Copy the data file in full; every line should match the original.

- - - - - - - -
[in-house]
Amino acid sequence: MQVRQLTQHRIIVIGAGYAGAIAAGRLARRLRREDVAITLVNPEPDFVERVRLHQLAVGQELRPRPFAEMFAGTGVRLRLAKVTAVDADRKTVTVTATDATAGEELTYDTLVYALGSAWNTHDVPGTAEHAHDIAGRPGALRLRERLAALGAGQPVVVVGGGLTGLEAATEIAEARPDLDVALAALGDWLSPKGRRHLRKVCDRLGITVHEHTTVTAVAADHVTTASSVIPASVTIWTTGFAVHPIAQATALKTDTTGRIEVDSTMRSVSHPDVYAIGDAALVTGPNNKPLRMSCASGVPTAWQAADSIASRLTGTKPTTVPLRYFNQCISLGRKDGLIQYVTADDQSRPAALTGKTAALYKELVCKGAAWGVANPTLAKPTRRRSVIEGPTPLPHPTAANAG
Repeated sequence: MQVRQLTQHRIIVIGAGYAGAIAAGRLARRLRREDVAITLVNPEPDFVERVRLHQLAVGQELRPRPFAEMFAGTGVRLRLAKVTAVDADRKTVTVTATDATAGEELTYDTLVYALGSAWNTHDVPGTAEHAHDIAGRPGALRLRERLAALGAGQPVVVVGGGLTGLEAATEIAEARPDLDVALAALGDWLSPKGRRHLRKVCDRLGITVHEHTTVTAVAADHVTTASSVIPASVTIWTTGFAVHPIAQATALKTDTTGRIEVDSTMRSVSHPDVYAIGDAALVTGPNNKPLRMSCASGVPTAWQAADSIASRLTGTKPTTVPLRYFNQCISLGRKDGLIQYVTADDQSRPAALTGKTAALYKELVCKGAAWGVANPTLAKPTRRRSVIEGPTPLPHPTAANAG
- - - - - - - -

[in-house]
Amino acid sequence: MQVRQLTQHRIIVIGAGYAGAIAAGRLARRLRREDVAITLVNPEPDFVERVRLHQLAVGQELRPRPFAEMFAGTGVRLRLAKVTAVDADRKTVTVTATDATAGEELTYDTLVYALGSAWNTHDVPGTAEHAHDIAGRPGALRLRERLAALGAGQPVVVVGGGLTGLEAATEIAEARPDLDVALAALGDWLSPKGRRHLRKVCDRLGITVHEHTTVTAVAADHVTTASSVIPASVTIWTTGFAVHPIAQATALKTDTTGRIEVDSTMRSVSHPDVYAIGDAALVTGPNNKPLRMSCASGVPTAWQAADSIASRLTGTKPTTVPLRYFNQCISLGRKDGLIQYVTADDQSRPAALTGKTAALYKELVCKGAAWGVANPTLAKPTRRRSVIEGPTPLPHPTAANAG
Repeated sequence: MQVRQLTQHRIIVIGAGYAGAIAAGRLARRLRREDVAITLVNPEPDFVERVRLHQLAVGQELRPRPFAEMFAGTGVRLRLAKVTAVDADRKTVTVTATDATAGEELTYDTLVYALGSAWNTHDVPGTAEHAHDIAGRPGALRLRERLAALGAGQPVVVVGGGLTGLEAATEIAEARPDLDVALAALGDWLSPKGRRHLRKVCDRLGITVHEHTTVTAVAADHVTTASSVIPASVTIWTTGFAVHPIAQATALKTDTTGRIEVDSTMRSVSHPDVYAIGDAALVTGPNNKPLRMSCASGVPTAWQAADSIASRLTGTKPTTVPLRYFNQCISLGRKDGLIQYVTADDQSRPAALTGKTAALYKELVCKGAAWGVANPTLAKPTRRRSVIEGPTPLPHPTAANAG